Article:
The Confederation of African Athletics (CAA) has become the latest organisation to hit out at the recent doping allegations to plague the sport, claiming “immense damage” has been caused to their athletes and that they are “disturbed” a lot of them are aimed at Kenyan athletes.
The Sunday Times and ARD reported they were given access to the results of more than 12,000 blood tests conducted by the International Association of Athletics Federations (IAAF) between 2001 and 2012, which they claimed showed more than 800 athletes, including many from Kenya, had given blood samples that were "highly suggestive" of doping or "abnormal".
The news caused IAAF to brand the allegations as “sensationalist” before they accused ARD and Sunday Times scientists of "seriously incorrect assertions".
In a statement responding to the claims, CAA, which is led by Cameroon's Hamad Kalkaba Malboum, a member of the IAAF's ruling Council, also lambasted the two media outlets for not treating African athletes in an ethical manner and slammed the press for a lack of consistency.
“The Confederation of African Athletics (CAA) is disturbed that allegations have been aimed against athletes from African countries, like Kenya, when the overwhelming majority of athletes have never tested positive for any banned substance,” the statement sent to insidethegames read.
“Such sensationalistic journalism paints all athletes from these countries, and indeed the continent’s athletes with a black brush.
“It is with great sadness that the Confederation of African Athletics must say that our athletes have not been treated ethically by the press and that the press has revealed no consistency across the continents in their reporting.
“The damage that has been done to individual athletes’ careers and personal lives is immense.
“The suspicion that will now be levelled at all fellow African athletes is without doubt unpardonable.”
Kenya has been embroiled in several doping controversies in recent years, with many of their top athletes being exposed as cheats, prompting accusations of a widespread doping scheme.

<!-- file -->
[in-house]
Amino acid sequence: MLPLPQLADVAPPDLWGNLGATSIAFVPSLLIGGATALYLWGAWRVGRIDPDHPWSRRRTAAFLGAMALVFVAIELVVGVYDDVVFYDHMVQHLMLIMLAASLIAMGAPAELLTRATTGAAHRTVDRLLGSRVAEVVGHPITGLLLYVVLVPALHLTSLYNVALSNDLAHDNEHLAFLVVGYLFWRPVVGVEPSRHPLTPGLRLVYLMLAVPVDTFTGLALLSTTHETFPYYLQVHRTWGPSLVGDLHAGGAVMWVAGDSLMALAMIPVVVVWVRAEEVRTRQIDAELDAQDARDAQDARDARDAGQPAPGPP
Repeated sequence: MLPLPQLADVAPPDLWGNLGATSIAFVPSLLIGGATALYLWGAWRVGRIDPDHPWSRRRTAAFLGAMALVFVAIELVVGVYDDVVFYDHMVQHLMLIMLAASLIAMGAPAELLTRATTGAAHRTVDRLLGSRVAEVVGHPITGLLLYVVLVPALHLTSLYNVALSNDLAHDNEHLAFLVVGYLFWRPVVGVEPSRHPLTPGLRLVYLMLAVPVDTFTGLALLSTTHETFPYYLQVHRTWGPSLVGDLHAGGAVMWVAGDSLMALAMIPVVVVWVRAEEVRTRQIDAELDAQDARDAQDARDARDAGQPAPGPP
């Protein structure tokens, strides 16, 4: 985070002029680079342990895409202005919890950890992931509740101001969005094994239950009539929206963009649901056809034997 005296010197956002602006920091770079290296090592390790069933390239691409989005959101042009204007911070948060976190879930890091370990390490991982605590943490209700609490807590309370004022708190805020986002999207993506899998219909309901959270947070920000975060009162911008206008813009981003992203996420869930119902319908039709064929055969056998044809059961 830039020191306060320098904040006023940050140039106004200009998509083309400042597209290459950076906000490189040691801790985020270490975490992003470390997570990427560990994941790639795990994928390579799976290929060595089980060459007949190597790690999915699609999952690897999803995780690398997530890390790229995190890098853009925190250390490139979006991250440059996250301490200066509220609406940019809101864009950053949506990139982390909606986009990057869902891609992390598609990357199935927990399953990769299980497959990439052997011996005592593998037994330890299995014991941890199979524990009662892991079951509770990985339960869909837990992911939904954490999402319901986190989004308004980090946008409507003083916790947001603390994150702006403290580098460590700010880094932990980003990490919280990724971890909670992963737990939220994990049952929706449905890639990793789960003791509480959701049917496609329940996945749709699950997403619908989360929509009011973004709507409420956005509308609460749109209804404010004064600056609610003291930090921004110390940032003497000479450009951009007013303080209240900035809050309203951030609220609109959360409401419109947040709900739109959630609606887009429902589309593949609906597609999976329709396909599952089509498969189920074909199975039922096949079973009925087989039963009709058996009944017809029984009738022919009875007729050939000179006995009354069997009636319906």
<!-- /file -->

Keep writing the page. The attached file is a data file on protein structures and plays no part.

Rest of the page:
More than 40 Kenyan runners have tested positive in the past two years.
Marathon runners Viola Chelangat Kimetto and Joyce Jemutai Kiplimo failed drugs tests and were subsequently both banned for two years by Athletics Kenya in December.
Three-times Boston Marathon champion Rita Jeptoo was also hit with a two-year suspension earlier this year after a sample she provided during an out of competition test in September 2014 revealed traces of blood-boosting drug erythropoietin (EPO).
The scandals involving Kenyan athletes then led Athletics Kenya President Isaiah to suggest the crisis was “as bad as AIDS”.
Athletics Kenya have also refuted the claims made by The Sunday Times and ARD in a statement released last week, where they said media claims of widespread systematic doping among Kenyan runners as "suspect and ill-motivated”.
August 2015: IAAF accuses ARD and Sunday Times scientists of "seriously incorrect assertions" and condemns them for putting athletes under pressure
August 2015: IAAF applauds WADA decision to launch "‘urgent" investigation into latest doping allegations
August 2015: WADA says blood test data used in Sunday Times and ARD allegations pre-dated 2009 and does "not necessarily" show doping
August 2015: Bubka calls for athletics to lead way on tackling doping as another country backs Coe in IAAF election
August 2015: IAAF says "sensationalist" doping allegations by Sunday Times and ARD are incorrect and based on published data